Once the preserve of secondary, private or religious schools, primary schools are increasingly using uniforms to mask the disparity between social classes at primary level.
A survey of 30 Waikato primary schools found half now had a uniform, many of which were only introduced in the last five years.
These schools are part of a growing trend in the region, according to School Trustees Association Waikato chairwoman April Tauelangi.
She said a core reason for many primary schools making the switch was to remove the distinction between rich kids and poor kids, which could be a distraction from children's learning.
"It is distracting to see other kids with Nike shoes and changing clothes every day and all these lovely things they have, and you coming in wearing the same pants two or three days. Children can notice those things."
A uniform allowed kids to look and feel on a par with their peers, and to focus on their schooling.
"At the end of the day it's got to be what is best for the students and getting rid of any class distinction."
Hamilton's Aberdeen School will introduce a uniform next term after "overwhelming" support from parents.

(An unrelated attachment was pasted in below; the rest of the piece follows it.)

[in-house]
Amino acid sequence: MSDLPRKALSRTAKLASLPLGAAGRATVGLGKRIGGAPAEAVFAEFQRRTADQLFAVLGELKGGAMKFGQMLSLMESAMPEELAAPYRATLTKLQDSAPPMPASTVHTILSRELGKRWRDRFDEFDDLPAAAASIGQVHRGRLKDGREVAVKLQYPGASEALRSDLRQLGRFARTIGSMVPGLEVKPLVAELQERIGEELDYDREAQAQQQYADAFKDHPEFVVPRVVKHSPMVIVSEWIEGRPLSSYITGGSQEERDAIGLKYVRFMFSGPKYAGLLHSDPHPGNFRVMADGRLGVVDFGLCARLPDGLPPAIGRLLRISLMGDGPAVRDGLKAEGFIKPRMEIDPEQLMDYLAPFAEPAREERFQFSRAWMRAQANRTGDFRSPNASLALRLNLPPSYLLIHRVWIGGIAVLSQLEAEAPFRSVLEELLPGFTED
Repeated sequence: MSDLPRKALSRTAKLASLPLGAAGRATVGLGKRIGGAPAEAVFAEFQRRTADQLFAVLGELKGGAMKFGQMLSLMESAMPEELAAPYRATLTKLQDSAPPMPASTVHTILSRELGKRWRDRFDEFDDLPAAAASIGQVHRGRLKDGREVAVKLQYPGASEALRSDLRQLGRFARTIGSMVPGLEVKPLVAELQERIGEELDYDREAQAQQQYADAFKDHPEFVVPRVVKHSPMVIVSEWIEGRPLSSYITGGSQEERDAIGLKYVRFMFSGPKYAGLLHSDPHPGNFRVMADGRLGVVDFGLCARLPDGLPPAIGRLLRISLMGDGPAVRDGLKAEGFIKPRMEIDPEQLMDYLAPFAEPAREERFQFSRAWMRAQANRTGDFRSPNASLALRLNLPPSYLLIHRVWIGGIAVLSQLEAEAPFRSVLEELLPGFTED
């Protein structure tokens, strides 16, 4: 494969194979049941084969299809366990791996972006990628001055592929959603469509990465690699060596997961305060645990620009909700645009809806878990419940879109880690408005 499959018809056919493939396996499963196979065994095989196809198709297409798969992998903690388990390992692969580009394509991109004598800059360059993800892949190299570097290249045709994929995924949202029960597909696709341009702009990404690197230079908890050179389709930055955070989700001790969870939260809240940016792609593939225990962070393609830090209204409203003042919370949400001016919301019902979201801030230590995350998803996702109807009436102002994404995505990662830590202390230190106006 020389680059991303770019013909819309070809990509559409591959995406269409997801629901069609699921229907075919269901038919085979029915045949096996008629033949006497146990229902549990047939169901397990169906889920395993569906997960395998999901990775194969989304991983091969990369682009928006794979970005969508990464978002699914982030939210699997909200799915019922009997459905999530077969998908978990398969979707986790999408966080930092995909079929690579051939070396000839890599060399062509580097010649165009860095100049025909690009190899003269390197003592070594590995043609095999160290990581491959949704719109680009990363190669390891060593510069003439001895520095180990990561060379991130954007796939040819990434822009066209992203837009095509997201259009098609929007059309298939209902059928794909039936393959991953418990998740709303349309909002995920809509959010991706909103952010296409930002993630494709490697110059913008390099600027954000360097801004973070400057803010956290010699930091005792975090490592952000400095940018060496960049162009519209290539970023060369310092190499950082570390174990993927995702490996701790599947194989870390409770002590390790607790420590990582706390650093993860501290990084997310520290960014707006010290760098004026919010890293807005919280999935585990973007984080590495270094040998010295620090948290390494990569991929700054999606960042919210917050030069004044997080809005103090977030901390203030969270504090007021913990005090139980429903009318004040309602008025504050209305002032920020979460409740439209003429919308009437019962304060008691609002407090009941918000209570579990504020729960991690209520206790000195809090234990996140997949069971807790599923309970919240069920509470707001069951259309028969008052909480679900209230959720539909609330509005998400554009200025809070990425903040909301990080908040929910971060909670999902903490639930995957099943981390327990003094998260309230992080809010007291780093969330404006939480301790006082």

With the exception of one parent, a survey of the school community on the proposed move to a uniform had unanimous support.
Principal Murray McDonald said, along with health and safety benefits and fostering a sense of pride in the school, a uniform also eliminated pettiness or potential bullying around schoolyard fashion.
"Although we're middle of the range as far as the apparent decile wealth factor goes, we do have a number of children who come from parents who struggle to provide adequate clothing and the use of a consistent uniform is certainly going to help where they don't feel they need to compete with Levis, and who knows what else, that kids would want to wear."
He said the school tried to keep the cost of a uniform at a minimum, with items ranging from about $40 to $60.
Hamilton Budgeting Advisory Trust manager Clare Mataira said a school uniform could be "incredibly expensive" for parents.
"I know we've had a few clients who have had difficulty paying for the uniform and have kept their child away from school because of that."
But she said the initial outlay solved a number of issues around mufti clothing, such as the pressure put on parents to buy popular brands, in the long term.
Hamilton mum Nicki Braniff, whose daughter Amy, 8, wears a uniform at Pukete School, said while it was costly to begin with, she preferred it.
"It just looks nicer and tidier and it's easier as a parent," she said.
"You don't have to worry about labels and who's got the better pair of jeans."
Her school allowed parents to sell and buy second-hand uniforms for as little as $5 per item.
But Fiona Bennett said buying mufti clothes for her daughter Hayley provided more flexibility with how much she spent as she could buy items on sale.
"At this stage they don't appear to be affected by labelled clothing. There doesn't seem to be a need to spend a lot of money on clothes."
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